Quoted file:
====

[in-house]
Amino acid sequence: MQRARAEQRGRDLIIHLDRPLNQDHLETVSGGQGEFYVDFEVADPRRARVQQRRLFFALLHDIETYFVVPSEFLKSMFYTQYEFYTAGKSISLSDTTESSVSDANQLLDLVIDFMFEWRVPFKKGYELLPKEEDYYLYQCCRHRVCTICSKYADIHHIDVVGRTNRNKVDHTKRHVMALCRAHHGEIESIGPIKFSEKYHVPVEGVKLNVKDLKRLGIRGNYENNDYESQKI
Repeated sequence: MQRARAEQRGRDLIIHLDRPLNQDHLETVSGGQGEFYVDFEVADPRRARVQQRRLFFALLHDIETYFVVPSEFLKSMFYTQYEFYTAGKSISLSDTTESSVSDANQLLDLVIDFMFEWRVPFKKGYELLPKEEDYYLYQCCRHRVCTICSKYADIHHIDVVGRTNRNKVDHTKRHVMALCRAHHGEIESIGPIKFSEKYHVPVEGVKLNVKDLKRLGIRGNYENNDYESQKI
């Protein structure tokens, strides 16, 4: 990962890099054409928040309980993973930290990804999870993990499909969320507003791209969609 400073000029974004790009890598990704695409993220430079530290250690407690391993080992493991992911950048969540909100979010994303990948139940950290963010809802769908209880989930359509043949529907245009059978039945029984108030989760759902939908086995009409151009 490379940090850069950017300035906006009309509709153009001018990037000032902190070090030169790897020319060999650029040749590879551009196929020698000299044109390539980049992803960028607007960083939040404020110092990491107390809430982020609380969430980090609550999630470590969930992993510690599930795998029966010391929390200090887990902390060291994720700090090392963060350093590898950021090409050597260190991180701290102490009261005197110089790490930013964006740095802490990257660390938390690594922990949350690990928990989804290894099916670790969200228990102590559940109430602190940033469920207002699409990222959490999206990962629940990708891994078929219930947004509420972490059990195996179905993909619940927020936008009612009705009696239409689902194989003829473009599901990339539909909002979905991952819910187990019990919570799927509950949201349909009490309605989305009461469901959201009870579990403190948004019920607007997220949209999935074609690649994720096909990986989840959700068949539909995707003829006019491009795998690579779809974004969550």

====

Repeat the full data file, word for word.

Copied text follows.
[in-house]
Amino acid sequence: MQRARAEQRGRDLIIHLDRPLNQDHLETVSGGQGEFYVDFEVADPRRARVQQRRLFFALLHDIETYFVVPSEFLKSMFYTQYEFYTAGKSISLSDTTESSVSDANQLLDLVIDFMFEWRVPFKKGYELLPKEEDYYLYQCCRHRVCTICSKYADIHHIDVVGRTNRNKVDHTKRHVMALCRAHHGEIESIGPIKFSEKYHVPVEGVKLNVKDLKRLGIRGNYENNDYESQKI
Repeated sequence: MQRARAEQRGRDLIIHLDRPLNQDHLETVSGGQGEFYVDFEVADPRRARVQQRRLFFALLHDIETYFVVPSEFLKSMFYTQYEFYTAGKSISLSDTTESSVSDANQLLDLVIDFMFEWRVPFKKGYELLPKEEDYYLYQCCRHRVCTICSKYADIHHIDVVGRTNRNKVDHTKRHVMALCRAHHGEIESIGPIKFSEKYHVPVEGVKLNVKDLKRLGIRGNYENNDYESQKI
């Protein structure tokens, strides 16, 4: 990962890099054409928040309980993973930290990804999870993990499909969320507003791209969609 400073000029974004790009890598990704695409993220430079530290250690407690391993080992493991992911950048969540909100979010994303990948139940950290963010809802769908209880989930359509043949529907245009059978039945029984108030989760759902939908086995009409151009 490379940090850069950017300035906006009309509709153009001018990037000032902190070090030169790897020319060999650029040749590879551009196929020698000299044109390539980049992803960028607007960083939040404020110092990491107390809430982020609380969430980090609550999630470590969930992993510690599930795998029966010391929390200090887990902390060291994720700090090392963060350093590898950021090409050597260190991180701290102490009261005197110089790490930013964006740095802490990257660390938390690594922990949350690990928990989804290894099916670790969200228990102590559940109430602190940033469920207002699409990222959490999206990962629940990708891994078929219930947004509420972490059990195996179905993909619940927020936008009612009705009696239409689902194989003829473009599901990339539909909002979905991952819910187990019990919570799927509950949201349909009490309605989305009461469901959201009870579990403190948004019920607007997220949209999935074609690649994720096909990986989840959700068949539909995707003829006019491009795998690579779809974004969550």